• The small-scale active may be formed via any other desired means. For example, the small-scale form may be formed through microfluidics processing. In such processes, the small-scale active may include a nano-emulsion (or micro-emulsion). The microfluidic process may include the use of a high-energy device, such as a microfluidic pump. The pump is capable of colliding two streams of fluid into each other at high energy levels, forming an emulsion of the two fluids while also creating extremely small, fine droplet size. For example, the pump may generate a stream of solvent, such as water or other polar solvent, which is collided with a second stream, which may include an oil-based solvent with the active dissolved therein. The streams of fluid are desirably collided at high pressures, for example from about 3,000 to about 5,000 psi. Alternatively, the streams of fluid may be collided at pressures of at least 3,000 psi. The resultant fine droplets may be dispersed throughout a polymeric matrix as will be described in more detail below, and formed into a film for administration.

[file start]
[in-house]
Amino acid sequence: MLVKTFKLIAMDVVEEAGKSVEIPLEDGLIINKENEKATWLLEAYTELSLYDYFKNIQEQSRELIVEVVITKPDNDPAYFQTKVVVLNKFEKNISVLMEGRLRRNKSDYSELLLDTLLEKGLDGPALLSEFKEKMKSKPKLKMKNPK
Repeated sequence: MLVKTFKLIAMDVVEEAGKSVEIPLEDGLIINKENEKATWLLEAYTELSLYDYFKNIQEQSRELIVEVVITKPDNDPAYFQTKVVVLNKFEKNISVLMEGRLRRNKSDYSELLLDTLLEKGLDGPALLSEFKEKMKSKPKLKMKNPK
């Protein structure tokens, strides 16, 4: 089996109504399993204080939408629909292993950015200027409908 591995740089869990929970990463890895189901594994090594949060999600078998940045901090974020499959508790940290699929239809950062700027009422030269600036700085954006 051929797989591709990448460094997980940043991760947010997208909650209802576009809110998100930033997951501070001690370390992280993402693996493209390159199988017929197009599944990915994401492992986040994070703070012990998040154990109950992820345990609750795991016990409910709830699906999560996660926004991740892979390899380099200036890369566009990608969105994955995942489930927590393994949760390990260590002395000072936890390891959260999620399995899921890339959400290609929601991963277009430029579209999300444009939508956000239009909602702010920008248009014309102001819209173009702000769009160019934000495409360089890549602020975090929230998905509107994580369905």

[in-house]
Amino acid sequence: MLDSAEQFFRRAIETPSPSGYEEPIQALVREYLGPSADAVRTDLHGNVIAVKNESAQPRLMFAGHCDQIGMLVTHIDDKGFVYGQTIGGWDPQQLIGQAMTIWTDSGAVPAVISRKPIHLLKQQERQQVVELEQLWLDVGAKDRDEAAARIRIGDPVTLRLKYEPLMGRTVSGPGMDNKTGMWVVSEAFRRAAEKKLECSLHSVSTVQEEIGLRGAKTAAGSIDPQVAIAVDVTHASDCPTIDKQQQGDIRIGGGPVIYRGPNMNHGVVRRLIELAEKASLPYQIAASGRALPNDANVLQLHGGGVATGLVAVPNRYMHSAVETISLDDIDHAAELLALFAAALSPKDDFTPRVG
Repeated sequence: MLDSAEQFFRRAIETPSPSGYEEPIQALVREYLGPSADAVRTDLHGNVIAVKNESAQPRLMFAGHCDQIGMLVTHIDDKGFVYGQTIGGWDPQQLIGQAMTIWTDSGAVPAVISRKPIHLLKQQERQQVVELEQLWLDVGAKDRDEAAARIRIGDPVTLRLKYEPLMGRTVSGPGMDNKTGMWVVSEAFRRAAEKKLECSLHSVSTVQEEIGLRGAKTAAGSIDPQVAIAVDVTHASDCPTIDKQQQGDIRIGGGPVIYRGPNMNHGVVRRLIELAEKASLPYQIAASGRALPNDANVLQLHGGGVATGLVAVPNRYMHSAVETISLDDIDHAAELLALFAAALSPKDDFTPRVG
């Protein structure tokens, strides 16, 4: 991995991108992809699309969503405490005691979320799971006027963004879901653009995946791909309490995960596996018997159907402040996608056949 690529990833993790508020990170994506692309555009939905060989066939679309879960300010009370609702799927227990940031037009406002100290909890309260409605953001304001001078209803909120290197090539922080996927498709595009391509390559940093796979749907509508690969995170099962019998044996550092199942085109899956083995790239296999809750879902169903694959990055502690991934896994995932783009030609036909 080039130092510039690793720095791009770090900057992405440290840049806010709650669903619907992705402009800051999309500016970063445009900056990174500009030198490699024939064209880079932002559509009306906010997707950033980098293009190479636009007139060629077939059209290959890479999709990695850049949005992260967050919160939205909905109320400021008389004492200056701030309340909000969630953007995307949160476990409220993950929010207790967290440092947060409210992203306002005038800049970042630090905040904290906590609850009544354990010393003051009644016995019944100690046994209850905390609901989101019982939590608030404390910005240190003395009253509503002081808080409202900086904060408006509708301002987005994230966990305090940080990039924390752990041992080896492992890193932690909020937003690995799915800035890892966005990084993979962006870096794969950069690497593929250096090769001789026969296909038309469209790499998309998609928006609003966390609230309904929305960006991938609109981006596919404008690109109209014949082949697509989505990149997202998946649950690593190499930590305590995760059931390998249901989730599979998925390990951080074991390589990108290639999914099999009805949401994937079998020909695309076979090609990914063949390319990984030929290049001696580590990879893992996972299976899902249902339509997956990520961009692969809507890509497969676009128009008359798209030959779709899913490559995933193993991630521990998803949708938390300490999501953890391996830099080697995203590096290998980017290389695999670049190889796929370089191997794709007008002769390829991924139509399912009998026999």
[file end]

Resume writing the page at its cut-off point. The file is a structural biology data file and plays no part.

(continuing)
• In another embodiment, the small-scale active may be formed through physical manipulation, such as milling or grinding. In such embodiments, the active may be formed into a powder, slurry, or any other form. The active may then be dispersed into water or other fluid. The suspended active agent may then be subjected to a physical manipulation, such as milling or grinding or other similar process, until a suspension of small-scale particles of the active agent remains. The small-scale active may then be collected and dispersed throughout a polymeric matrix as will be described in more detail below, and formed into a film for administration. In some embodiments, the small-scale active may be added to the polymeric matrix via deposition. That is, the small-scale active may be deposited onto one or more surfaces of the polymeric matrix. Optionally, the small-scale active may be dispersed throughout a polymeric matrix in addition to being deposited onto one or more surfaces of the polymeric matrix.